As changing spending patterns push companies to e-commerce and digitalisation, the Caribbean’s economy will be impacted by the change in consumer behaviour.
The economic and financial landscape will be even more competitive. There will be an acceleration in the implementation of new technology. There will be greater business-to-business e-commerce, online payments and mobile e-commerce. Digital marketing is growing in popularity. The benefits of digitisation are more real now for everyone to grasp.
Leveraging digitalisation to improve the sports environment, should be a priority. There are several stumbling blocks. Overcoming these stumbling blocks will require removing the obstacles of red tape and addressing inefficiencies and the factors that lead to these inefficiencies.
Last Friday, the Caribbean Association of National Olympic Committees (CANOC) celebrated CANOC Day - its 17th anniversary. It was held virtually. In my capacity as president of CANOC, I made the point in my feature address that it is a dawn of a new era for the Caribbean Olympic Movement. The COVID-19 pandemic crisis has accelerated the digital transformation strategy. If the Caribbean Olympic Movement is to fulfil its potential, it has to embrace the digital revolution to remain relevant to the youth and young people of the region.
I acknowledge, it is easier said than done, as it represents a sea change in mindset and attitude - set against the backdrop of no Tokyo Olympics 2020 as scheduled. The original plan was to celebrate CANOC Day 2020 in Tokyo - but it was not to be - and it makes little sense to lament on the what-ifs.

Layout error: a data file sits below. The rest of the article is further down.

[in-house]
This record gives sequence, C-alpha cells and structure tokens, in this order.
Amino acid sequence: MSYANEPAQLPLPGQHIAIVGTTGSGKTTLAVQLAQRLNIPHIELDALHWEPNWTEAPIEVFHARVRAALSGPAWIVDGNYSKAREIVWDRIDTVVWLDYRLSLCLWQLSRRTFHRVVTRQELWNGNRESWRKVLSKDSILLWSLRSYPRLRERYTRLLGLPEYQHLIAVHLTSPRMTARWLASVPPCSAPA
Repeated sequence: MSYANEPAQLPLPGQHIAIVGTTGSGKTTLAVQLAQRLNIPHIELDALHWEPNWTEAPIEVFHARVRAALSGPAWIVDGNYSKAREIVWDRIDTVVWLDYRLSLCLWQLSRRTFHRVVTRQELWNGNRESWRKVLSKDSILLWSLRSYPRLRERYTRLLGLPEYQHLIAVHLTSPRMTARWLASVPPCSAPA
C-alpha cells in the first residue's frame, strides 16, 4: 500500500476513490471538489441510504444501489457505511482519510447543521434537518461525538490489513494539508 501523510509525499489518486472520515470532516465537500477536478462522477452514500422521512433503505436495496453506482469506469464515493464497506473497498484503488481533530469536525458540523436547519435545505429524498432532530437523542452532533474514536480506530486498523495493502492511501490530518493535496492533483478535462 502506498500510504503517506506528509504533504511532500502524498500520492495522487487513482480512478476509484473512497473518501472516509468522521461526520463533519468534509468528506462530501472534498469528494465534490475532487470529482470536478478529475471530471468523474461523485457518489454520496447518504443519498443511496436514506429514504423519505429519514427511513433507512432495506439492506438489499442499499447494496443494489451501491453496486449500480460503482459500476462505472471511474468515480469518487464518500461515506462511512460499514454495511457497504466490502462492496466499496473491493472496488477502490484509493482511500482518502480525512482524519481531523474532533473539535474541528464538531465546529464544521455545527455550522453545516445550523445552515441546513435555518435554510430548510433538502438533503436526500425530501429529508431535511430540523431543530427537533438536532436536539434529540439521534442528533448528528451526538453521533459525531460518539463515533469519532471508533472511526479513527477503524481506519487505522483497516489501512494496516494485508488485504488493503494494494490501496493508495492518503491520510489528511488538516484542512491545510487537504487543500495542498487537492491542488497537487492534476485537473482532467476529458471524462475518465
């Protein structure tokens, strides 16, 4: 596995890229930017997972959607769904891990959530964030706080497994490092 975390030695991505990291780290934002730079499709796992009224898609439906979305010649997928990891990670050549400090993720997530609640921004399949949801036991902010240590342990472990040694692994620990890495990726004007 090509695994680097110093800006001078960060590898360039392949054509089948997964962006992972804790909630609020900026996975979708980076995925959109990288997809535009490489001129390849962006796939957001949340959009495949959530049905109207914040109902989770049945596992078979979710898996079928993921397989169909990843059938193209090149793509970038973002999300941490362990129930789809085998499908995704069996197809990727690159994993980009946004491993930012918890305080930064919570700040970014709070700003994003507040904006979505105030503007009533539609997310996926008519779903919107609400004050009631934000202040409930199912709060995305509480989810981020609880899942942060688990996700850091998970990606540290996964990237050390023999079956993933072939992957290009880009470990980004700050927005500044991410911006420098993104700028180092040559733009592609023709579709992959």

With some negative variables present, the leadership of CANOC cannot take the easy solution of pessimism. Hence the embrace of digital. It is my firm view that adopting a digital mindset and way of thinking will unearth and uncover new opportunities and next-generation solutions. It will present a new way of looking at long-standing problems and obstacles.
As the Caribbean Olympic Movement, comprised of 29 countries, focuses on 2021 and beyond, it is important to empower the strength of a shared vision and goals.
In the changing world of ‘new normal’ there are opportunities to break barriers and ceilings built by inequalities and in some instances, systemic denial of economic and technological resources.
Sports, youth and young people have a natural synergy that the Caribbean Olympic Movement must operationalise. For too long sport has been overlooked as an economic driver.
The year 2020 and the COVID-19 pandemic provides context for transformation. Assumptions made are that what is in the best interest of sports and the Caribbean Olympic Movement and the youth and young people take priority, as well as the leadership of Olympic sports in the Caribbean will not allow self-interest and sports politics to supersede the best interest of the youth and young people. The root cause of most of the infighting and controversy has nothing to do with the best interest of the athletes and sustainable development.
I believe that digitalisation can enhance good governance, transparency and accountability.
It would be a travesty to end today's "Things that Matter" column without again highlighting the importance of the Global Olympic Movement, addressing systemic racism, racial discrimination and inequalities in international sports and the Olympic Movement.
Black lives matter in CANOC. The economic, social and financial opportunities that international sport provides to the youth and young people, must not be denied them because Olympic Movement sports leaders in the Caribbean are comfortable pursuing self-interest and personal ambition at the expense of our region's athletes. If the Caribbean Olympic Movement sports leaders fail to learn from history, we will repeat the evils of colonialism and slavery.
Why are some global athletes able to leverage the economic and financial benefits and opportunities while others do not or cannot, speaks to a deeper conversation and understanding of how, we in the Caribbean, have been socialised.